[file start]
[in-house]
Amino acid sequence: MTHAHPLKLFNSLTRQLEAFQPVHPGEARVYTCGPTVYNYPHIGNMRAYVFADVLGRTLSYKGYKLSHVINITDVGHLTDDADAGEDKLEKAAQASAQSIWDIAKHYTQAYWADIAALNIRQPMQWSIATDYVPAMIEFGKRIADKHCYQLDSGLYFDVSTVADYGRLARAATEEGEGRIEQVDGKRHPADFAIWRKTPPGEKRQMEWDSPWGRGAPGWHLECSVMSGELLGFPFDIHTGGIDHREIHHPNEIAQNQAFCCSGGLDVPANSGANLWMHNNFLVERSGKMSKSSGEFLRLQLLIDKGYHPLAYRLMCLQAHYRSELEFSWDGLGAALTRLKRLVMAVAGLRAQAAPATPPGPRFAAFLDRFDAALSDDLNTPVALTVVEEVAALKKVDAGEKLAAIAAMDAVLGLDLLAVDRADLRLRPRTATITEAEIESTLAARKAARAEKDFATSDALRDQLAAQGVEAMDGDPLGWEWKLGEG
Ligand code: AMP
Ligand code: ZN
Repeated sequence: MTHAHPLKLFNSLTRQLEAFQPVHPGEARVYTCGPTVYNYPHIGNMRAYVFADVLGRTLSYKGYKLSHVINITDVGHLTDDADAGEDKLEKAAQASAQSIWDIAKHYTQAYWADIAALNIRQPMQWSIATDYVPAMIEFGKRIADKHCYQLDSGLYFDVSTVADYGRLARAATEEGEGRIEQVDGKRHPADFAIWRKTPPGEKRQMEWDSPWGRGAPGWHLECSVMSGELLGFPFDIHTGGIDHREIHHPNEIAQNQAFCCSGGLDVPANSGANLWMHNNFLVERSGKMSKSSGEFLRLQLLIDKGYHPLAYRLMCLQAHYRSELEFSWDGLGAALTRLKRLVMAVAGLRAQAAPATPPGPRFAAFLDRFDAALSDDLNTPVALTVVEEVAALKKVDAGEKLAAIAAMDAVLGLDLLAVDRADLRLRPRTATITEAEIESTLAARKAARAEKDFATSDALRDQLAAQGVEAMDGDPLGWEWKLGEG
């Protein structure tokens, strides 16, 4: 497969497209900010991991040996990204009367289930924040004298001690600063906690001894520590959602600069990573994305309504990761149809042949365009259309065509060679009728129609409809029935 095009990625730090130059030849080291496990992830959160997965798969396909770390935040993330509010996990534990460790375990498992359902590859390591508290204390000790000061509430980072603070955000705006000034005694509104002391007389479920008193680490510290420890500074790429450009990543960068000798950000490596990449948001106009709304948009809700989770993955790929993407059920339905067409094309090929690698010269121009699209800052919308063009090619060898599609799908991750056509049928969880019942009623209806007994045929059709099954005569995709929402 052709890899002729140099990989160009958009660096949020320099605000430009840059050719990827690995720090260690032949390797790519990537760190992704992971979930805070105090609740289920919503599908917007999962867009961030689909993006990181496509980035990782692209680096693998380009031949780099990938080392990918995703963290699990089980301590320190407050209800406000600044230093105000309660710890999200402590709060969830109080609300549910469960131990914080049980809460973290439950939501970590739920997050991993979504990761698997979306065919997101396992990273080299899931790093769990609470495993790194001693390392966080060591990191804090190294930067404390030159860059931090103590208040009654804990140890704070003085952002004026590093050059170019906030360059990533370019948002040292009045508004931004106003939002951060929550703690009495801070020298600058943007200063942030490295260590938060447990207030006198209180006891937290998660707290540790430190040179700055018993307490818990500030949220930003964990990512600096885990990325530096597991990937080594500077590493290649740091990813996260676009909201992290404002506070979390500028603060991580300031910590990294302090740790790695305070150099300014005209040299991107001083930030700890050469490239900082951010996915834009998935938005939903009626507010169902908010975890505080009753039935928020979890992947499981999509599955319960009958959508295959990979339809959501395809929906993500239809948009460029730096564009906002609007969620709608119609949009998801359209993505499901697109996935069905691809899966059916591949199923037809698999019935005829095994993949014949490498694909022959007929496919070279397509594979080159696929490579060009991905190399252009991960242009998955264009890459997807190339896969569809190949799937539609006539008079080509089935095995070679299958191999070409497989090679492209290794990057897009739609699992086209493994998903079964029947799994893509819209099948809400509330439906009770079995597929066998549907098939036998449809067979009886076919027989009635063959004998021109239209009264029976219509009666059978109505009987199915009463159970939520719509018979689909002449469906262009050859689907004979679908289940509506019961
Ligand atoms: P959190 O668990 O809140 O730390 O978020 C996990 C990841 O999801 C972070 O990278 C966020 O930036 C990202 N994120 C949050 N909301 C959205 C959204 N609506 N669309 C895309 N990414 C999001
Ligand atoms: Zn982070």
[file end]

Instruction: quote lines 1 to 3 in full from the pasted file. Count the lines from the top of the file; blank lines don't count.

[in-house]
Amino acid sequence: MTHAHPLKLFNSLTRQLEAFQPVHPGEARVYTCGPTVYNYPHIGNMRAYVFADVLGRTLSYKGYKLSHVINITDVGHLTDDADAGEDKLEKAAQASAQSIWDIAKHYTQAYWADIAALNIRQPMQWSIATDYVPAMIEFGKRIADKHCYQLDSGLYFDVSTVADYGRLARAATEEGEGRIEQVDGKRHPADFAIWRKTPPGEKRQMEWDSPWGRGAPGWHLECSVMSGELLGFPFDIHTGGIDHREIHHPNEIAQNQAFCCSGGLDVPANSGANLWMHNNFLVERSGKMSKSSGEFLRLQLLIDKGYHPLAYRLMCLQAHYRSELEFSWDGLGAALTRLKRLVMAVAGLRAQAAPATPPGPRFAAFLDRFDAALSDDLNTPVALTVVEEVAALKKVDAGEKLAAIAAMDAVLGLDLLAVDRADLRLRPRTATITEAEIESTLAARKAARAEKDFATSDALRDQLAAQGVEAMDGDPLGWEWKLGEG
Ligand code: AMP